As you probably know, there are many ways to duplicate files in the Finder. You can copy (Command-C) and paste (Command-V), Option-drag the file, or Control-click on the file and choose Duplicate from the contextual menu (or just press Command-D).
In the OS X 10.5 Finder, however, the naming of the copied file varies depending on which of the above methods you use to copy the file (this only works in 10.5, though). If you use Command-D (or Duplicate), or copy and paste, then Finder will append copy to the end of the filename. If the file’s name already ends in copy, Finder will then append a number to differentiate the copied file.
However, if you Option-drag the file, Finder will treat it differently, depending on how it was originally named. If the file’s original name ends with a word, or a word-number combo (i.e. somefile or somefile5), then Finder will append a number (instead of appending copy). However, if the file’s name ends with a number that stands apart from the file’s name, then Finder will increment that number—so somefile 5 will become somefile 6 when you use Option-drag to create the copy.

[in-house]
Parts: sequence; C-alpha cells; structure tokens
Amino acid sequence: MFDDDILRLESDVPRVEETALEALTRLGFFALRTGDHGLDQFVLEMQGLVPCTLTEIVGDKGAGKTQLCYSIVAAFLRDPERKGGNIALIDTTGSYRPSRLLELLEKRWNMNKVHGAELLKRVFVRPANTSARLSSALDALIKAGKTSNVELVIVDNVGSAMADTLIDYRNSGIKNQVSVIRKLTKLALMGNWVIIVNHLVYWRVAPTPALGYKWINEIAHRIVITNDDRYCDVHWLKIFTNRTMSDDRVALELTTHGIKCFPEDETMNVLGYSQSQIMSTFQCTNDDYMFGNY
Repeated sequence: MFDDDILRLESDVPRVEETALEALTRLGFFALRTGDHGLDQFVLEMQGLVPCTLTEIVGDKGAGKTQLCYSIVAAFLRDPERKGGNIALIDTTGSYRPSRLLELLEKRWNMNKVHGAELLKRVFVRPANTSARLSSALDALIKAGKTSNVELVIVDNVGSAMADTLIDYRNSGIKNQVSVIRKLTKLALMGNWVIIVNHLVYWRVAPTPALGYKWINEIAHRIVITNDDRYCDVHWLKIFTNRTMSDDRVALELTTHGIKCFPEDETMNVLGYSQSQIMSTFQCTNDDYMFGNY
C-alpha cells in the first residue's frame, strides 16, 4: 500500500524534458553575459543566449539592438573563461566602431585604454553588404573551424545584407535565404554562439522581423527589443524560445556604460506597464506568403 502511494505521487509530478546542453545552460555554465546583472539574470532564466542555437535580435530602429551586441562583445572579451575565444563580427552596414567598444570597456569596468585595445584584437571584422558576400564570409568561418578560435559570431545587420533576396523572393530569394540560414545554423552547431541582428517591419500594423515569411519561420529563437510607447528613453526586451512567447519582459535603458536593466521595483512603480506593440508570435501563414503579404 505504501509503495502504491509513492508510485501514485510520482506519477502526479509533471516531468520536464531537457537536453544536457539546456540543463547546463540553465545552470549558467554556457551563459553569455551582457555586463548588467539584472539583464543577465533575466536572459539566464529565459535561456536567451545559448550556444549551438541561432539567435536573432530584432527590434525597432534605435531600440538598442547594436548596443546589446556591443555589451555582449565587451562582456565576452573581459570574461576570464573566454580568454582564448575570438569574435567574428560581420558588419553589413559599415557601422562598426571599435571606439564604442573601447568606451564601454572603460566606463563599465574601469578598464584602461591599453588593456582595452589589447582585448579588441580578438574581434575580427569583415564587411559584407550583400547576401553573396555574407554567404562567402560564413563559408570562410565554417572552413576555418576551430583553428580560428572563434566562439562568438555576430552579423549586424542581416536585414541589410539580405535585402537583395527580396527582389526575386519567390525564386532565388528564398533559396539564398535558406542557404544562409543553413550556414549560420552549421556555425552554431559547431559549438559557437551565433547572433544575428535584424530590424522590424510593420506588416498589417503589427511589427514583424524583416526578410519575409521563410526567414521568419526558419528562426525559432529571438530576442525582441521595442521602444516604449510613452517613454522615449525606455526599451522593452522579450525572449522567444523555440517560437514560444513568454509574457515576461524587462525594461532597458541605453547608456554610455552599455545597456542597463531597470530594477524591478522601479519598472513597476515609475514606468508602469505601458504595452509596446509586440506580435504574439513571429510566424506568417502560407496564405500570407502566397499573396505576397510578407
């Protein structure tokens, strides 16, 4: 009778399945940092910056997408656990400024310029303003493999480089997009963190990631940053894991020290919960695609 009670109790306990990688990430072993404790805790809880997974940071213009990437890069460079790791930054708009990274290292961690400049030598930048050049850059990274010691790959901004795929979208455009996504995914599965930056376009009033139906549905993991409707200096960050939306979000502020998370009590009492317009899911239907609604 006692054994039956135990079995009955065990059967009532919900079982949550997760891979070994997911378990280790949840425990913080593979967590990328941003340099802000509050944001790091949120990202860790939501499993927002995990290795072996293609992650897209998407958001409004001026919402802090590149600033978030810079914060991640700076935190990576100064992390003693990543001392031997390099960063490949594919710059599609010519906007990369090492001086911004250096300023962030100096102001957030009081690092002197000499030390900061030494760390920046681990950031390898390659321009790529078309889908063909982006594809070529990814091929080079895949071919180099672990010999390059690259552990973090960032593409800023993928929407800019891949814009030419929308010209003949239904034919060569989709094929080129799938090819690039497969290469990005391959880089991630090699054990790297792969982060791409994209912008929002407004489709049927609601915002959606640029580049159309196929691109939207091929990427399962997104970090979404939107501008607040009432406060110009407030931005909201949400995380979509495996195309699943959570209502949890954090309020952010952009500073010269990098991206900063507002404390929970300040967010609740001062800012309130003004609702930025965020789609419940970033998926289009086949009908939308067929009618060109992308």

You can use this little trick whenever you want to duplicate a file—or many files—and increment their filenames. Just select all the files, Option-drag them, and the duplicates will be created with incremented numbers in their filenames. Thanks to Mac OS X Hints reader ecbtln for submitting this interesting tidbit about copying files in the OS X 10.5 Finder.